By Rich Pollack
Over nearly 15 years, John Bury had become very familiar with the Nine-0-Nine, a World War II vintage B-17G bomber that made annual visits to Boca Raton Airport as part of a nonprofit Wings of Freedom Tour.
The Highland Beach resident was the navigator on 28 missions of a similar “Flying Fortress” like the touring B-17 and enjoyed walking students and history buffs through the plane on display — even showing them where he sat during combat flights.
“I toured that plane so many times,” said Bury, 97, who flew in the restored aircraft three times. “I felt very attached to that plane.”
So when he learned that the Nine-0-Nine had crashed on Oct. 2 outside Hartford, Connecticut, Bury was shocked and saddened.
“When you think of the thousands of visitors here in Boca who have toured that plane over the years, it has to have been a shock to them too,” he said.
Seven of the three crew members and 10 passengers on board were killed when the B-17 crashed, including the pilot, Ernest “Mac” McCauley.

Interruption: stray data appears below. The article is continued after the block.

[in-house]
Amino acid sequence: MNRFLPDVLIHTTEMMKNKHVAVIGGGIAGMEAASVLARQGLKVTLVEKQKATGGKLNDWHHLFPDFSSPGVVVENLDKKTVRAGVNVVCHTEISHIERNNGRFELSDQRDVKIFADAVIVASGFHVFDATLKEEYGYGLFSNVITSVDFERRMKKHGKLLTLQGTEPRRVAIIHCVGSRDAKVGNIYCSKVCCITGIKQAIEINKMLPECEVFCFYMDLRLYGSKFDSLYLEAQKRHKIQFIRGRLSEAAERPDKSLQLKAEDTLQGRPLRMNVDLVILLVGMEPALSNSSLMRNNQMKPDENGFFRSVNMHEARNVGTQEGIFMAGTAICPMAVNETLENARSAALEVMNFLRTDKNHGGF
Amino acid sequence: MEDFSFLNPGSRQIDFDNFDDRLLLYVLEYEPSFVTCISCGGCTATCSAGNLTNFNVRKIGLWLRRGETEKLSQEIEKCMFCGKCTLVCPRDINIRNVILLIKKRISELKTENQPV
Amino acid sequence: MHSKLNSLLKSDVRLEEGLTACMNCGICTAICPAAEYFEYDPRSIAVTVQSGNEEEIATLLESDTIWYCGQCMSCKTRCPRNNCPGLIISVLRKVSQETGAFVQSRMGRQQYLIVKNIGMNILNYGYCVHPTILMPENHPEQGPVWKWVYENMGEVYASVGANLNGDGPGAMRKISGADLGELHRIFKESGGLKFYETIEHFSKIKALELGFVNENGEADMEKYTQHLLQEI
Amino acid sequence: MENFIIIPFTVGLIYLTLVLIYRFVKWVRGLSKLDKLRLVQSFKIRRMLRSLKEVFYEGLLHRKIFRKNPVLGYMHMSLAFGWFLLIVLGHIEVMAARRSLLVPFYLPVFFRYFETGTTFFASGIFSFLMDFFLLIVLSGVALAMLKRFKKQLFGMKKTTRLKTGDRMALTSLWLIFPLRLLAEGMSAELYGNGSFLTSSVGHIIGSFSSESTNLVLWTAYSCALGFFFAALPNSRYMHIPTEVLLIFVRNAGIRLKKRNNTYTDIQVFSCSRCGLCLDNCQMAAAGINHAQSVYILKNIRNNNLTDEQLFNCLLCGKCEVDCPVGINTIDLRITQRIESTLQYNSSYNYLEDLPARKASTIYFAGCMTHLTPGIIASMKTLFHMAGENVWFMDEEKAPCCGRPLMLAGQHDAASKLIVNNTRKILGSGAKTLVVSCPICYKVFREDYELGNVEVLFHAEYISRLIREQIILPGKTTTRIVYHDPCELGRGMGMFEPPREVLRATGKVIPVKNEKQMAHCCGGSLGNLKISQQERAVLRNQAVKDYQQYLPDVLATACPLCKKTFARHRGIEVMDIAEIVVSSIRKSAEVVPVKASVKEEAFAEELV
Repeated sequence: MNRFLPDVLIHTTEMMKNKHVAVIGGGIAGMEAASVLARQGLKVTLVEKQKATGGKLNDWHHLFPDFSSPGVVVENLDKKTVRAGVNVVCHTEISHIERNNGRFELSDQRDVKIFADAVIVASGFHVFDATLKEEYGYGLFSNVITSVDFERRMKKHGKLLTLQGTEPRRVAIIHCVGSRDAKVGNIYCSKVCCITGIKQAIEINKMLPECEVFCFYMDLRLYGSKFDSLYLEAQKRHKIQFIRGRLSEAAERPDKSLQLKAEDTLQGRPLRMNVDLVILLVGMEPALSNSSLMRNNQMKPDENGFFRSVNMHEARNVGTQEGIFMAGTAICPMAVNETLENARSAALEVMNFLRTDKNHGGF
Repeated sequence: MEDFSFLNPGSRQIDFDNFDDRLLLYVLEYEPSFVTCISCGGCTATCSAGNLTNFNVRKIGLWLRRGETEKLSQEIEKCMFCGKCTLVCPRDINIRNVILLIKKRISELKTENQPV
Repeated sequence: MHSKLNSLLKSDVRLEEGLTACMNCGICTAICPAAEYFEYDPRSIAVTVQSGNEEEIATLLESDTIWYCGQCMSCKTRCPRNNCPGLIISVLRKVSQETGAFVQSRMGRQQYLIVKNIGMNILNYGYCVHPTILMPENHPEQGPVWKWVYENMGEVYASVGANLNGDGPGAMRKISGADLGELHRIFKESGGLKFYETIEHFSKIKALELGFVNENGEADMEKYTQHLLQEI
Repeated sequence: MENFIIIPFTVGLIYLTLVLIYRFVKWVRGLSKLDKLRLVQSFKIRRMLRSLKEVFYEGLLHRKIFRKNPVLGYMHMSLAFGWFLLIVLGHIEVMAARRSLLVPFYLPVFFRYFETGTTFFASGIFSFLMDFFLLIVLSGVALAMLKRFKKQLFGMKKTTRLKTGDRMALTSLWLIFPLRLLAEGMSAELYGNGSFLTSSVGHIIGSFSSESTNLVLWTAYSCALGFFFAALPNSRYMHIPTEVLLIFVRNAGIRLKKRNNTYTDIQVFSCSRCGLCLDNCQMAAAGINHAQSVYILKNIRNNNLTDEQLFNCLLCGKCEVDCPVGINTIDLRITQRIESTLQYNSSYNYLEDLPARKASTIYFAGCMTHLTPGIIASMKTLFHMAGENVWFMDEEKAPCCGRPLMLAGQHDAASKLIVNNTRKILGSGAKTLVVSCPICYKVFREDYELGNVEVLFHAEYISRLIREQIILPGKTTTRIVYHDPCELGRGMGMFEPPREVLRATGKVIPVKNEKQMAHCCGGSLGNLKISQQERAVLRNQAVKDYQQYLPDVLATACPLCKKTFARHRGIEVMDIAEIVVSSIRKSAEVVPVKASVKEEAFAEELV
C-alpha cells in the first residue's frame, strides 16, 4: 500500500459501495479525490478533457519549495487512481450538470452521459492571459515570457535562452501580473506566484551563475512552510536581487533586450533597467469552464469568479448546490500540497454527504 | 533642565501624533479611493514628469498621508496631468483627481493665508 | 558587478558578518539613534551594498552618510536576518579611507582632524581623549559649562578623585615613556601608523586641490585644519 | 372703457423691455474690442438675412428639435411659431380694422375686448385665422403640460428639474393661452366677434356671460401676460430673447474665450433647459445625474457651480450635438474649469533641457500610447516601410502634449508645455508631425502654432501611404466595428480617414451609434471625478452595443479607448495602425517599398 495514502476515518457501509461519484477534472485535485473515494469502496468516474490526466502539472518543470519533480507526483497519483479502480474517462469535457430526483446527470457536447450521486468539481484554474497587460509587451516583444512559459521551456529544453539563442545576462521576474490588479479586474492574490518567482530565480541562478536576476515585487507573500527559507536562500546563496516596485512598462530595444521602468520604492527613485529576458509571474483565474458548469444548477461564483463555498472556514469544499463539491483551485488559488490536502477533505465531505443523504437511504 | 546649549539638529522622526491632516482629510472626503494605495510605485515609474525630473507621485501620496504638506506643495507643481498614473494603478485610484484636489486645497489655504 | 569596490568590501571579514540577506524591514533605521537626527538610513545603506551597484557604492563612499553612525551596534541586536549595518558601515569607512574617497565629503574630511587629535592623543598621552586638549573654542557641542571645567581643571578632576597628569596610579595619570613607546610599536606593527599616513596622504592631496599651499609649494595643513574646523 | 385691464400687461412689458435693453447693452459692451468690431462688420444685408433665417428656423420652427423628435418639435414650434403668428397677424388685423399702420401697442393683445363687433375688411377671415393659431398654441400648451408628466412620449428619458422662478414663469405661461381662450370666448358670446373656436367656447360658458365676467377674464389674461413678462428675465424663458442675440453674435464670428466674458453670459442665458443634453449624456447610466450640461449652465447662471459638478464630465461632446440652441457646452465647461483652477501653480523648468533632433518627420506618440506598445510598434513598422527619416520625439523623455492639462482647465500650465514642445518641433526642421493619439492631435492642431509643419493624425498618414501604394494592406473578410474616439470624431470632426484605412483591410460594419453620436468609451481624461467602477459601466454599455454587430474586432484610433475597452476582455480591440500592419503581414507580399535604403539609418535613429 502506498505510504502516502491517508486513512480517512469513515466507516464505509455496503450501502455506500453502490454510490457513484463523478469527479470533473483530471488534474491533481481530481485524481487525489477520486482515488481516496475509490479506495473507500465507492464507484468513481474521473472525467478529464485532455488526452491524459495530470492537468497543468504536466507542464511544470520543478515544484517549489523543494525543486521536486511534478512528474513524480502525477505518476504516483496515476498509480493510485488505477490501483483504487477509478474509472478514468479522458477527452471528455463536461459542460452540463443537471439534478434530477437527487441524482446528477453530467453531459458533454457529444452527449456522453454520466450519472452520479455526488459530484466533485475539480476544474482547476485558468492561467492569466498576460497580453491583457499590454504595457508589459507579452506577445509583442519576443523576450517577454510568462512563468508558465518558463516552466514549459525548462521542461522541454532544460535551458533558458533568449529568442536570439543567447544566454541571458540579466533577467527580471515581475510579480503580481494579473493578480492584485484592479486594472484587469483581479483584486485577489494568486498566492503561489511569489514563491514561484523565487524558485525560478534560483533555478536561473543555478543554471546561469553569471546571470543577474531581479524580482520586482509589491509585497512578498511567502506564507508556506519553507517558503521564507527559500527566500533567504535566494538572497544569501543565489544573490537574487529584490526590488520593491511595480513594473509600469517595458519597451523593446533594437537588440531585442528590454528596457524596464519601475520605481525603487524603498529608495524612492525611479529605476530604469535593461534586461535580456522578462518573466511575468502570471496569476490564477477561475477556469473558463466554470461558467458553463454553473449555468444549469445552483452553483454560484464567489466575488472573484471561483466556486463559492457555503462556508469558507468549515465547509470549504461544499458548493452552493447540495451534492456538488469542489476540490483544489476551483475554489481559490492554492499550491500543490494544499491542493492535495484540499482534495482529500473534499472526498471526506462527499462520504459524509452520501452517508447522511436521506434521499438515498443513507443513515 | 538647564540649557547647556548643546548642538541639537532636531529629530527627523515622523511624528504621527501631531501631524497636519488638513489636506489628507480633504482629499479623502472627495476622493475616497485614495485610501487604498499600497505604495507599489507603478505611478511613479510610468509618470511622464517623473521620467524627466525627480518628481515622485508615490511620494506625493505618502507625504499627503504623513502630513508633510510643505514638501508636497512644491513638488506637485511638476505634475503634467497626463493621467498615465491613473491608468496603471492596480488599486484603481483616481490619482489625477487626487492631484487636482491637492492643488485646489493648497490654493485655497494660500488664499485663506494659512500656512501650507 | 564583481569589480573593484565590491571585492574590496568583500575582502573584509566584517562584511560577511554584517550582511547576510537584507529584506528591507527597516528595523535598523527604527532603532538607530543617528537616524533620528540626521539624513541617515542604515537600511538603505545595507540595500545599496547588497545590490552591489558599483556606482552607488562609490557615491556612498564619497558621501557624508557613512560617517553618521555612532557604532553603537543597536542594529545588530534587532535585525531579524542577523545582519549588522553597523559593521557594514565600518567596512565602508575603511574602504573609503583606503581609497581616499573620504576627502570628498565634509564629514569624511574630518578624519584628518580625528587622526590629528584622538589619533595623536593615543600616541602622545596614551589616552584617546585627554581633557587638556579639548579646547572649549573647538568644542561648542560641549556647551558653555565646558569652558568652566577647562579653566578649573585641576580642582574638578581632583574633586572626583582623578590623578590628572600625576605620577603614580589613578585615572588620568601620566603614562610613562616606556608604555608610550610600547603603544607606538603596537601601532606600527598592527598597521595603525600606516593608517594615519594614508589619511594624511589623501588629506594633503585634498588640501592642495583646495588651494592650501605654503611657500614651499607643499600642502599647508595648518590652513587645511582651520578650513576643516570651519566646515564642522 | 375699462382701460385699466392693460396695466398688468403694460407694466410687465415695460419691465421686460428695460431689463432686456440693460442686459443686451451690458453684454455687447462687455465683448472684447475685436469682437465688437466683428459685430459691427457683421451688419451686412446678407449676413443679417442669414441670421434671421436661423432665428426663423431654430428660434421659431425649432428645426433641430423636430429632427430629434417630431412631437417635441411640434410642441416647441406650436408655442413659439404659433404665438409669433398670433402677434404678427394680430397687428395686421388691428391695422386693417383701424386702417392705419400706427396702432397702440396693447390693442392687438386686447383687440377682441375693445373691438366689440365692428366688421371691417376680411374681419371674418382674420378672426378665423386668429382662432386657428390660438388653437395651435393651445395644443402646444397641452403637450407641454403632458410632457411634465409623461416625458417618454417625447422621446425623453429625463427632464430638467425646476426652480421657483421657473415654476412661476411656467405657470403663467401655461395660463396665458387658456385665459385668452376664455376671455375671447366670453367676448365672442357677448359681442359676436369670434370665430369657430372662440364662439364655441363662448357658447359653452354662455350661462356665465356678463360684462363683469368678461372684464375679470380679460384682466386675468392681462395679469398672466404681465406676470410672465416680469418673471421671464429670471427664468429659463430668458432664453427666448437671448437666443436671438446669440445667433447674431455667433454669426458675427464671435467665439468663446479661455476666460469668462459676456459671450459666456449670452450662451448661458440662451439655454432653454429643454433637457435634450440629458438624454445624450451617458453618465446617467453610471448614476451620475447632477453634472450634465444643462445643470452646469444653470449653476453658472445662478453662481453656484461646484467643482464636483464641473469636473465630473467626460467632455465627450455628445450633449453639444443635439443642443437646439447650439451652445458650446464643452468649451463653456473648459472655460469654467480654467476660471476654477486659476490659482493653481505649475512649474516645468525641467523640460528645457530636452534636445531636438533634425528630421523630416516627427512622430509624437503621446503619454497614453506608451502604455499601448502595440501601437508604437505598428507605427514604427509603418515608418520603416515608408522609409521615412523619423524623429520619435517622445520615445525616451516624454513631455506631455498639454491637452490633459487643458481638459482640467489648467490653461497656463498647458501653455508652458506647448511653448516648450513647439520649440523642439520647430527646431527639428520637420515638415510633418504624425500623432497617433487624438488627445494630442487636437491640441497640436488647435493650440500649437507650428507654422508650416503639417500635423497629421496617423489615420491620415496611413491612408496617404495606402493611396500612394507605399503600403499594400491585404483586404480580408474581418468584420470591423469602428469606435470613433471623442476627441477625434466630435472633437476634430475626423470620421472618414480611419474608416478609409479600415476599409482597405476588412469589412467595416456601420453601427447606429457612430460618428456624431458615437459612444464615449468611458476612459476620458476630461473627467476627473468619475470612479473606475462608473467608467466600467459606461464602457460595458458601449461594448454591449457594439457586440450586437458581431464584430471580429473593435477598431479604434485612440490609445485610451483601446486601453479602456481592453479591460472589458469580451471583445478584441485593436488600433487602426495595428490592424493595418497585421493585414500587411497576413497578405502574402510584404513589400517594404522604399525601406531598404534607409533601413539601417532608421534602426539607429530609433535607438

Bury and McCauley, 75, had gotten to know each other well and talked frequently when the B-17 and other vintage aircraft were in Boca.
“We talked a number of times about how sturdy and reliable it was,” Bury said.
The Massachusetts-based Collings Foundation, which puts on the Wings of Freedom tour, suspended all flights for the remainder of the year. What will happen after that is not certain, but foundation representatives say the tour could resume with some of the other planes.
“Our hope is to be able to start the tour again in Florida come January,” said Hunter Chaney, the foundation’s marketing director.
Among the other vintage planes that could be part of the tour are the smaller B-25 bomber, a P-51 escort warplane, a P-40 fighter jet and a B-24 Liberator, Chaney said.
The foundation’s 75-year-old B-17, which was one of the highlights of the Wings of Freedom tour when it came to South Florida, crashed shortly after taking off and attempting to return to Bradley International Airport.
Although the National Transportation Safety Board is continuing to investigate, its preliminary report indicates the plane had a problem with one of the engines and struck approach lights as it neared the airfield.
In South Florida, the Nine-0-Nine will be missed by Bury and the few other remaining WWII vets who came to Boca Raton Airport many times to admire it.
Bury recalled flying in the vintage aircraft during one of its recent tours and said he was a bit reluctant at first because of the memories it might bring back.
“Once we took off, it made me feel comfortable to be in such a reliable plane again,” he said. “It just brought us home safely all the time.” Ú